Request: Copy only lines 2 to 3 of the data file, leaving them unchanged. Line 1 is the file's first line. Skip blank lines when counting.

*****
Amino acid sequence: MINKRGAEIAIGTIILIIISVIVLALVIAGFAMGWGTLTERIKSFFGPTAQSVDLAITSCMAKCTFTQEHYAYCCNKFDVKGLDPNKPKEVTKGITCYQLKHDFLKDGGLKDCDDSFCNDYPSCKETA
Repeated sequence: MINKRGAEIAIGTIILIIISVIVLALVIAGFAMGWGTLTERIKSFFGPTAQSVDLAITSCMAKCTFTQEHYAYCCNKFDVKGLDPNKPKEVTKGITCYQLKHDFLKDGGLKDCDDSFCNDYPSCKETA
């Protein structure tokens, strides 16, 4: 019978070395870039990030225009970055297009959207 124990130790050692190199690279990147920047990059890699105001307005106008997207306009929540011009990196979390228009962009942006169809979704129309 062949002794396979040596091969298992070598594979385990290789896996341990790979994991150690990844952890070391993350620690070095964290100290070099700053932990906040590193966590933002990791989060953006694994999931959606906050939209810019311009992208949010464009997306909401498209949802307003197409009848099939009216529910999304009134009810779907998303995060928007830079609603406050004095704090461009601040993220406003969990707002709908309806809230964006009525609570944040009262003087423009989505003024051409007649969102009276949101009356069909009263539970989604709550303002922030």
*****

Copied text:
Repeated sequence: MINKRGAEIAIGTIILIIISVIVLALVIAGFAMGWGTLTERIKSFFGPTAQSVDLAITSCMAKCTFTQEHYAYCCNKFDVKGLDPNKPKEVTKGITCYQLKHDFLKDGGLKDCDDSFCNDYPSCKETA
């Protein structure tokens, strides 16, 4: 019978070395870039990030225009970055297009959207 124990130790050692190199690279990147920047990059890699105001307005106008997207306009929540011009990196979390228009962009942006169809979704129309 062949002794396979040596091969298992070598594979385990290789896996341990790979994991150690990844952890070391993350620690070095964290100290070099700053932990906040590193966590933002990791989060953006694994999931959606906050939209810019311009992208949010464009997306909401498209949802307003197409009848099939009216529910999304009134009810779907998303995060928007830079609603406050004095704090461009601040993220406003969990707002709908309806809230964006009525609570944040009262003087423009989505003024051409007649969102009276949101009356069909009263539970989604709550303002922030």